when a particular data/text is replaced or removed from a webpage, the material may
be lost forever. Conversely however, one may also argue that the Internet has helped
in the preservation of African oral tradition, first, by absorbing orality into global
popular culture flows, and second, by extending to it unimaginable international
fame. As Karin Barber rightly argued, Everywhere in Africa, new genres grew up in
the twentieth century, dislogically intertwined with new media technologies, partly
stimulated, partly shaped by these technologies but also significantly affecting the
way the media functioned (Orality 9).
Conclusion
The oral word is a powerful political tool in contemporary Africa; hence the
continents oral tradition has increasingly been used as a tool for validating sociocultural and aesthetic practices. It is also manipulated as part of political rhetoric. It is
perhaps for this reason that Ruth Finnegans observation becomes relevant: songs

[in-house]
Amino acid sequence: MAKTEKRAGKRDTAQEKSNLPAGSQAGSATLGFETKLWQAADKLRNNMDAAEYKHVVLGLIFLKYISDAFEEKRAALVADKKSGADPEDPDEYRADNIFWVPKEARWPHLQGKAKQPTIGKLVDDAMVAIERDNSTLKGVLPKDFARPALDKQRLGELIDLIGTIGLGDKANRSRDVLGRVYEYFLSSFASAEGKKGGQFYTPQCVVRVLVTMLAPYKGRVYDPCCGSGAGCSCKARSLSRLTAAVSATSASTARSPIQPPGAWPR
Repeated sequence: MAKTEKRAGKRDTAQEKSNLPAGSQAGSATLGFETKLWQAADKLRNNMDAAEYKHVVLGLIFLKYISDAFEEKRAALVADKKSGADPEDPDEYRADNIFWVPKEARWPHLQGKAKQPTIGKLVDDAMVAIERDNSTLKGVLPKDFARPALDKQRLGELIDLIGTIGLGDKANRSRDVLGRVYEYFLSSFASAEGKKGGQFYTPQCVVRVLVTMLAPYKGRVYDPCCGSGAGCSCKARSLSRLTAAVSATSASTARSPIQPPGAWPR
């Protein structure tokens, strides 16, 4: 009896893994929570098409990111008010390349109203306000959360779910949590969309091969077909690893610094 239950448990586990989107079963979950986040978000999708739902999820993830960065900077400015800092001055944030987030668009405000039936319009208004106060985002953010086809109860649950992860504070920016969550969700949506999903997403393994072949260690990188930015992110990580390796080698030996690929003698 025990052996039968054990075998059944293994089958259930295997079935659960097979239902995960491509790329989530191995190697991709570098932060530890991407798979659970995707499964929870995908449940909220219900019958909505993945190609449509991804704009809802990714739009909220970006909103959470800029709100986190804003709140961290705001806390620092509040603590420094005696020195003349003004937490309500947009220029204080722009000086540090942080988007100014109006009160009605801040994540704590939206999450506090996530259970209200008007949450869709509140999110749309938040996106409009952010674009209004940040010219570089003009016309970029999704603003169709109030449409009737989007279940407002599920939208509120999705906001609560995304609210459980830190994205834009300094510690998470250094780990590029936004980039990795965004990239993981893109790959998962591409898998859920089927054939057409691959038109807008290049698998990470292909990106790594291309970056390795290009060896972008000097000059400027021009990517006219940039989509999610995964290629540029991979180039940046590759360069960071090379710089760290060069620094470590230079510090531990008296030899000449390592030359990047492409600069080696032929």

are now accepted by African political parties as a vehicle for communication,
propaganda, political pressure, and political education As such they are a powerful
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and flexible weapon in many types of political activity (African Oral Literature
284). The question that begs further research is how orality continues to adapt and
function within the modern-global world. Oral tradition exists only in so far as
society allows it to exist. It is the interrelationship between context and text, which
permits it to grow. Orality is not a static culture, but remains ever changing and
dynamic. It is in this context that the following chapters examine new roles assigned
to orality in the works of contemporary Yoruba playwrights.
Notes
1
This is the sense in which oral tradition is understood today in conventions of
the United Nations Educational, Scientific, and Cultural Organisation (UNESCO).
2
As a specialized agency of the United Nations established on November 16,
1945, UNESCO encourages international peace and universal respect by promoting
collaboration among nations. The World Heritage List of the organization includes
904 properties forming part of the cultural and natural heritage, which the World
Heritage Committee of UNESCO considers as having outstanding universal value.
These include 701 cultural, 176 natural, and 27 mixed properties in 150 States
Parties. As of June 2010, 187 States Parties have ratified the World Heritage
Convention.
3
Kwesi Yankah in Nana Ampadu, the Sung-Tale Metaphor, and Protest